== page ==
Preaching is done by 28 [[Lay Preachers|lay preachers]] and two salaried preachers. In the second half of the 20th century congregational life became more active, and activities became more varied. Numerous meetings in groups and circles were held. Women's involvement increased. Young people determine for themselves when they are baptized. The small congregation of Hasselbach, together with the Evangelische Landeskirche (Protestant State Church), annually organized a children's camp, which was well attended. The old congregational meetingplace of Hasselbach was expanded. The neighborhood center, presented to the Heilbronn congregation by American Mennonites in 1948, was replaced by a newly constructed building in Kochendorf. The church in Möckmühl intended to build its own meetingplace.
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Although there was a tendency to give up farming due to changes in economic conditions, in 1986 there were still 42 Mennonite farms in Baden-Württemberg.
 
Although there was a tendency to give up farming due to changes in economic conditions, in 1986 there were still 42 Mennonite farms in Baden-Württemberg.
  
See also [[Baden (Germany)|Baden (Germany)]]
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See also [[Baden (Germany)|Baden (Germany) ]]
 
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= Bibliography =
 
= Bibliography =
 
<em> Mennonitisches Jahrbuch</em> (1965-    )
 
<em> Mennonitisches Jahrbuch</em> (1965-    )
 
 
 
{{GAMEO_footer|hp=Vol. 5, p. 49|date=1987|a1_last=Lichdi|a1_first=Elfriede|a2_last= |a2_first= }}
 
{{GAMEO_footer|hp=Vol. 5, p. 49|date=1987|a1_last=Lichdi|a1_first=Elfriede|a2_last= |a2_first= }}

Latest revision as of 13:52, 23 August 2013

Baden-Württemberg is one of 16 states of the Federal Republic of Germany, with a population of 10,755,000 in 2007.  It was formed from three areas of the French and American occupation zones after World War II: Württemberg-Hohenzollern and South Baden (both occupied by France), and Württemberg-Baden (American-occupied). After a short period of recovery from the war 's devastation, the state has become, with its modern industry, one of Germany 's most prosperous states.
Baden-Württemberg Federal State
The 12 Mennonite congregations of Baden-Württemberg belong to the Verband deutscher Mennonitengemeinden. They are the following: Backnang, Freiburg (until 1965 Schopfheim), Hasselbach, Heidelberg, Heilbronn (the Nesselbach congregation joined Heilbronn in 1975), Karlsruhe-Thomashof (formerly Durlach), Möckmühl (Adelsheim joined Möckmühl in 1980), Reutlingen, Sinsheim, Stuttgart, Überlingen and Wössingen-Bretten. Baptized membership in Baden-Württemberg congregations was 1,012 in 1986. This constitutes two-thirds of the entire membership of the Verband.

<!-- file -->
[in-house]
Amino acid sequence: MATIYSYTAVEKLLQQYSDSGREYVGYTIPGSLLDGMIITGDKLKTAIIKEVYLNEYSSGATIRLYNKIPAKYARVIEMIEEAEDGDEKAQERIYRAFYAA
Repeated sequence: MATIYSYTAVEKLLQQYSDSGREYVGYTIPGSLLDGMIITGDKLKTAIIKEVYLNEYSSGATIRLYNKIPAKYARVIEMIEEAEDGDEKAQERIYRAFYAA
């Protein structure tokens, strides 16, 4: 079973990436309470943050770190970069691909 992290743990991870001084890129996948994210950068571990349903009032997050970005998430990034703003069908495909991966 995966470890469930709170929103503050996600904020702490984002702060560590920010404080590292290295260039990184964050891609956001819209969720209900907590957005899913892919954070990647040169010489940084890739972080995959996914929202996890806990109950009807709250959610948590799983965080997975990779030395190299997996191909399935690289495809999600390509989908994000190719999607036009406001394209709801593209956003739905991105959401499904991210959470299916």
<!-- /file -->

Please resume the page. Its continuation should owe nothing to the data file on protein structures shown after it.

Preaching is done by 28 lay preachers and two salaried preachers. In the second half of the 20th century congregational life became more active, and activities became more varied. Numerous meetings in groups and circles were held. Women's involvement increased. Young people determine for themselves when they are baptized. The small congregation of Hasselbach, together with the Evangelische Landeskirche (Protestant State Church), annually organized a children's camp, which was well attended. The old congregational meetingplace of Hasselbach was expanded. The neighborhood center, presented to the Heilbronn congregation by American Mennonites in 1948, was replaced by a newly constructed building in Kochendorf. The church in Möckmühl intended to build its own meetingplace.

Although there was a tendency to give up farming due to changes in economic conditions, in 1986 there were still 42 Mennonite farms in Baden-Württemberg.

See also Baden (Germany)

[edit] Bibliography

Mennonitisches Jahrbuch (1965-    )


Author(s) Elfriede Lichdi
Date Published 1987


[edit] Cite This Article

MLA style

Lichdi, Elfriede. "Baden-Württemberg (Germany)." Global Anabaptist Mennonite Encyclopedia Online. 1987. Web. 23 Jul 2014. http://gameo.org/index.php?title=Baden-W%C3%BCrttemberg_(Germany)&oldid=90963.

APA style

Lichdi, Elfriede. (1987). Baden-Württemberg (Germany). Global Anabaptist Mennonite Encyclopedia Online. Retrieved 23 July 2014, from http://gameo.org/index.php?title=Baden-W%C3%BCrttemberg_(Germany)&oldid=90963.




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Adapted by permission of Herald Press, Harrisonburg, Virginia, and Waterloo, Ontario, from Mennonite Encyclopedia, Vol. 5, p. 49. All rights reserved. For information on ordering the encyclopedia visit the Herald Press website.


©1996-2014 by the Global Anabaptist Mennonite Encyclopedia Online. All rights reserved.